Stainless contains chromium which has a high affinity for carbon. Mild steel has much higher carbon content in comparison. When the hot sparks land on the stainless, the heat lets the chemicals react more readily, thus contaminating the chemical properties of the stainless. This makes life for our poor pal GD really tough because it usually shows up after the job has been installed.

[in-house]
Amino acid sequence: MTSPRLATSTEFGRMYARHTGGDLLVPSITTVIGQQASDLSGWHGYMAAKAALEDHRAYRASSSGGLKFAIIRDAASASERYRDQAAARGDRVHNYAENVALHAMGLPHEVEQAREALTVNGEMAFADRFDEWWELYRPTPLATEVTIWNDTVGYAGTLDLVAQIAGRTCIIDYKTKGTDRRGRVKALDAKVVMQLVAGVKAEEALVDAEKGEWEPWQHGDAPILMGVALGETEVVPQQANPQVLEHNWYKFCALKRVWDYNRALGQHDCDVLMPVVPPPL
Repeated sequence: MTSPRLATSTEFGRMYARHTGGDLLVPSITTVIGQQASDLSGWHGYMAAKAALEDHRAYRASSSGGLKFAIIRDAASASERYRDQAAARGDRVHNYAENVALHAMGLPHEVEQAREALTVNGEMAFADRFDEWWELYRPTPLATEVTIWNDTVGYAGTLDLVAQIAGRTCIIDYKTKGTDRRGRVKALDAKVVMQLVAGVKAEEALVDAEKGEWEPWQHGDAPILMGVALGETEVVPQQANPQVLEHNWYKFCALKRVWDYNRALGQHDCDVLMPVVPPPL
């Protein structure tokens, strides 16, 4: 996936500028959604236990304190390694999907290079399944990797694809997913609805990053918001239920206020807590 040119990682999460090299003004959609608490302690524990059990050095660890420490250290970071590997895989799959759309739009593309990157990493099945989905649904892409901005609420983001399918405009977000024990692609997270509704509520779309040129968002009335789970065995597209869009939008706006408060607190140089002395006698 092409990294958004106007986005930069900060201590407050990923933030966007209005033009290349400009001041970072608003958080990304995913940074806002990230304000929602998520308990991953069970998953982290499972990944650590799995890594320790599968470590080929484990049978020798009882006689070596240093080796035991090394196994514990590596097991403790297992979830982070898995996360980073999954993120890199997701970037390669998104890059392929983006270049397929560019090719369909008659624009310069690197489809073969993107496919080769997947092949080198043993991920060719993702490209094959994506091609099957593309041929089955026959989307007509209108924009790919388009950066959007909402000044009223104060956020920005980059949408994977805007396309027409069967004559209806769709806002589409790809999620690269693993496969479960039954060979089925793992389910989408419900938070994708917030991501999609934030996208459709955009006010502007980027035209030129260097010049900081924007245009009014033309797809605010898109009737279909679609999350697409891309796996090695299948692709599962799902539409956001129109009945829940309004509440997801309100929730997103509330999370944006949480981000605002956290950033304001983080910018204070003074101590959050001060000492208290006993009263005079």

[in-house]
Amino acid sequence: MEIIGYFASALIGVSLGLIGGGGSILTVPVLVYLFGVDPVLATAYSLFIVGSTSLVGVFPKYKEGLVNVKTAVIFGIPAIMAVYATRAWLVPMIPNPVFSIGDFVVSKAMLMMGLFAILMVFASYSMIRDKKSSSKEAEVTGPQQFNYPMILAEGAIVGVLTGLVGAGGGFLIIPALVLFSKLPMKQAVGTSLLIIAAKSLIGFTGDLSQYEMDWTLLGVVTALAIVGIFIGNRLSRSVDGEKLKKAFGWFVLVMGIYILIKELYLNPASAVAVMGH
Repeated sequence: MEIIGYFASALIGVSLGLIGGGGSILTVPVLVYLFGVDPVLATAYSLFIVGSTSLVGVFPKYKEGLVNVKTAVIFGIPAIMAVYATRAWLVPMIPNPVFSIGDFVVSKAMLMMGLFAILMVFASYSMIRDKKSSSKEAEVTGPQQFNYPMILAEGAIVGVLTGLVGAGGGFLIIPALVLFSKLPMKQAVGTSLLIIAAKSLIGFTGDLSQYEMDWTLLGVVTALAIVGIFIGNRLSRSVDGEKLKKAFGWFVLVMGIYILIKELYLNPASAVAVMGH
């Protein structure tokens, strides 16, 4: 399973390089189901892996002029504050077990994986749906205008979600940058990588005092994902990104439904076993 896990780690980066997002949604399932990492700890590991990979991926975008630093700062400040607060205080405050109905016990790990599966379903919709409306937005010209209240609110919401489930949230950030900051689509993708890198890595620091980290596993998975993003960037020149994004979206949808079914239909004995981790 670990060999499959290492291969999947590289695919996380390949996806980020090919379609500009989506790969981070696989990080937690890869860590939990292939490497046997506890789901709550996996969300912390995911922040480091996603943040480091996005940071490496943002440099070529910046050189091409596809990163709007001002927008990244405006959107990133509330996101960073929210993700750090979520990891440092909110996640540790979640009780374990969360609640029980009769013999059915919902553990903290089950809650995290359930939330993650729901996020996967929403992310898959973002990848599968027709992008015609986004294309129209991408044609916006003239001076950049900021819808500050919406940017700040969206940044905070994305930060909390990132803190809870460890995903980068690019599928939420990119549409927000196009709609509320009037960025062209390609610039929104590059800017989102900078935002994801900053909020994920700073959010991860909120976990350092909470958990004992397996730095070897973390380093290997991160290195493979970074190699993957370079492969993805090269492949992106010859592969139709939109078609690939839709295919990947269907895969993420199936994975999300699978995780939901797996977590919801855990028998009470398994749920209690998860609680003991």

Like Jody says: "You have to keep stainless, stainless." "That should be a t-shirt, heh."
That is correct about 304 being prone to corrosion in chemically active environments. (acids, chlorides, New England)
316 would typically be used in those applications but all grades are prone to carbon contamination.